1760s rubblestone house with a storied past
The Friends of Jerusalem Mill (FOJM) hired the TSW Roofing Solutions and Historic Slate team to replace the cedar shake roof of an original 1760s rubblestone building. We won the project in a competitive bid process partly because our approach went beyond the basic specs. We didn’t just want to replace the roof—we wanted to solve current problems and deliver a better result for the future. The building sits behind the re-created 1772 gristmill along the banks of the Little Gunpowder Falls, where it most likely served originally as the miller’s house. Over the next 190 years or so, it became a joinery, a cooper shop, and a cannery. For at least the first half of the 20th century, it was once again a family dwelling.
Historic preservation with new technology
In the mid 1990s, with an all-volunteer crew and very limited funds, FOJM installed a wood shingle roof to replicate what was most likely the building’s first roof type. As you can see from the pictures, the area’s high humidity and the porous wood surface provided the right conditions for a thick bed of moss to thrive on the roof.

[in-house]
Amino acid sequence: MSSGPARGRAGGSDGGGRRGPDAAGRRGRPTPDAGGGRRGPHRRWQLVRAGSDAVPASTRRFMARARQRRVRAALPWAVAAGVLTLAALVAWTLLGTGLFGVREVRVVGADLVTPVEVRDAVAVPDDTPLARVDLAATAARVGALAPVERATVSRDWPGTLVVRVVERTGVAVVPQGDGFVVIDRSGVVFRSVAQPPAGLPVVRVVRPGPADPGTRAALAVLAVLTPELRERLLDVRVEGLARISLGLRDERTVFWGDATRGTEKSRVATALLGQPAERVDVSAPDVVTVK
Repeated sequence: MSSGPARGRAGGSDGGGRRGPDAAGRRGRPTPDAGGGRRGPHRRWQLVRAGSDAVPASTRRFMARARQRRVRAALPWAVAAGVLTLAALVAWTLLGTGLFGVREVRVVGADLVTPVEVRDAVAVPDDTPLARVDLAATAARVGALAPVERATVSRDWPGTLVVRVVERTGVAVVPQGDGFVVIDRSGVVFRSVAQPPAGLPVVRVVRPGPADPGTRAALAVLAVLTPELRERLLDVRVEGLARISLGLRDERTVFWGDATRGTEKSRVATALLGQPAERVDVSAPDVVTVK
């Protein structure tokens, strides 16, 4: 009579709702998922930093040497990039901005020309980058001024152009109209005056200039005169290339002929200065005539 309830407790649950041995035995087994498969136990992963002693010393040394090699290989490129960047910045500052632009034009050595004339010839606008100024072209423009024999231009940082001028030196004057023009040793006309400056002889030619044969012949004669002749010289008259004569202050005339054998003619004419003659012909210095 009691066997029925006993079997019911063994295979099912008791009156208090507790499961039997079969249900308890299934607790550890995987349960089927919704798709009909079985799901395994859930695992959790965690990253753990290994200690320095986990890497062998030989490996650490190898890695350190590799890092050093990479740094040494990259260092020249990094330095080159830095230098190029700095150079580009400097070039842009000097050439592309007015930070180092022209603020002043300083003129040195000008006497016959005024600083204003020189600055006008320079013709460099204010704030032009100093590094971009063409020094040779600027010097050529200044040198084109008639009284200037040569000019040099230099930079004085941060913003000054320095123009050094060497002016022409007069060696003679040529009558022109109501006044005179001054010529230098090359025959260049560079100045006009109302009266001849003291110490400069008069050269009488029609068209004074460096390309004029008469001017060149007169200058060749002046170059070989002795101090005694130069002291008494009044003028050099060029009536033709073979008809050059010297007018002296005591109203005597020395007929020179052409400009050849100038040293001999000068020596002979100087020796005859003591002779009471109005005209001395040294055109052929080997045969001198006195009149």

Based on Cedar Shake and Shingle Bureau guidelines for areas of high humidity, we recommended 24” treated cedar shakes installed with hot dipped zinc coated nails. For additional structural support, we secured horizontal braces to the existing roof trusses. We installed a cedar breather, we put an Ice and Water Shield underlayment along the eaves and penetrations, and we laced 18″ 30# felt over the top of each course of shakes. We also installed a maintenance-free copper ridge cap, new copper drip edge and flashings, and new fascia board.
We believe that using modern technology to extend the life of the cedar shake roof aligns well with FOJM’s goal to “forge a better future by preserving the past.” #cedarshakeroof #historicroof #copperroof
More pictures of the project are available on our Facebook page.
Find more information about Jerusalem Mill Village.